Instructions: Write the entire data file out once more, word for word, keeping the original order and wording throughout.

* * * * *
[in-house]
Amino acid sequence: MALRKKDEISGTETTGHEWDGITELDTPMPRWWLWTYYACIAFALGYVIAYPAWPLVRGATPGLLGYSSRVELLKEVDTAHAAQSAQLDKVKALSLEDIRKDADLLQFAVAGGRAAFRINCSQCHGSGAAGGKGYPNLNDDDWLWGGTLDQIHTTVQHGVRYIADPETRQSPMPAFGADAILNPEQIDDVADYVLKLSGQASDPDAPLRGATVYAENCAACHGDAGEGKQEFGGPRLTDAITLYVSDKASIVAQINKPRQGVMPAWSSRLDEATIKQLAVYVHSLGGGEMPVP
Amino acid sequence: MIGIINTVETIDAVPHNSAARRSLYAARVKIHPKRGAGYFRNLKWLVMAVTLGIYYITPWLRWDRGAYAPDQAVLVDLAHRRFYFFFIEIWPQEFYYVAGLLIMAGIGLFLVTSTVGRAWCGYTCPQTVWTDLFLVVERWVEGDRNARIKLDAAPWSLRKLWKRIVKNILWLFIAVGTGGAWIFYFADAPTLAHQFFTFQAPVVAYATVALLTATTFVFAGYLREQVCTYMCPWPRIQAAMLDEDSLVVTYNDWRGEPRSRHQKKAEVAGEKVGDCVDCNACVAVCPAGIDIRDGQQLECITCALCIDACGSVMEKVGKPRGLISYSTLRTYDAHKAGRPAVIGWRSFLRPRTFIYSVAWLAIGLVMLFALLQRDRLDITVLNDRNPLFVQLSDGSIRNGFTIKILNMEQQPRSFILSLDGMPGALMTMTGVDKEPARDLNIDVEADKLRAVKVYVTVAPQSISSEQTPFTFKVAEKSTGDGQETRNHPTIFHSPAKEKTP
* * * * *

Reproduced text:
[in-house]
Amino acid sequence: MALRKKDEISGTETTGHEWDGITELDTPMPRWWLWTYYACIAFALGYVIAYPAWPLVRGATPGLLGYSSRVELLKEVDTAHAAQSAQLDKVKALSLEDIRKDADLLQFAVAGGRAAFRINCSQCHGSGAAGGKGYPNLNDDDWLWGGTLDQIHTTVQHGVRYIADPETRQSPMPAFGADAILNPEQIDDVADYVLKLSGQASDPDAPLRGATVYAENCAACHGDAGEGKQEFGGPRLTDAITLYVSDKASIVAQINKPRQGVMPAWSSRLDEATIKQLAVYVHSLGGGEMPVP
Amino acid sequence: MIGIINTVETIDAVPHNSAARRSLYAARVKIHPKRGAGYFRNLKWLVMAVTLGIYYITPWLRWDRGAYAPDQAVLVDLAHRRFYFFFIEIWPQEFYYVAGLLIMAGIGLFLVTSTVGRAWCGYTCPQTVWTDLFLVVERWVEGDRNARIKLDAAPWSLRKLWKRIVKNILWLFIAVGTGGAWIFYFADAPTLAHQFFTFQAPVVAYATVALLTATTFVFAGYLREQVCTYMCPWPRIQAAMLDEDSLVVTYNDWRGEPRSRHQKKAEVAGEKVGDCVDCNACVAVCPAGIDIRDGQQLECITCALCIDACGSVMEKVGKPRGLISYSTLRTYDAHKAGRPAVIGWRSFLRPRTFIYSVAWLAIGLVMLFALLQRDRLDITVLNDRNPLFVQLSDGSIRNGFTIKILNMEQQPRSFILSLDGMPGALMTMTGVDKEPARDLNIDVEADKLRAVKVYVTVAPQSISSEQTPFTFKVAEKSTGDGQETRNHPTIFHSPAKEKTP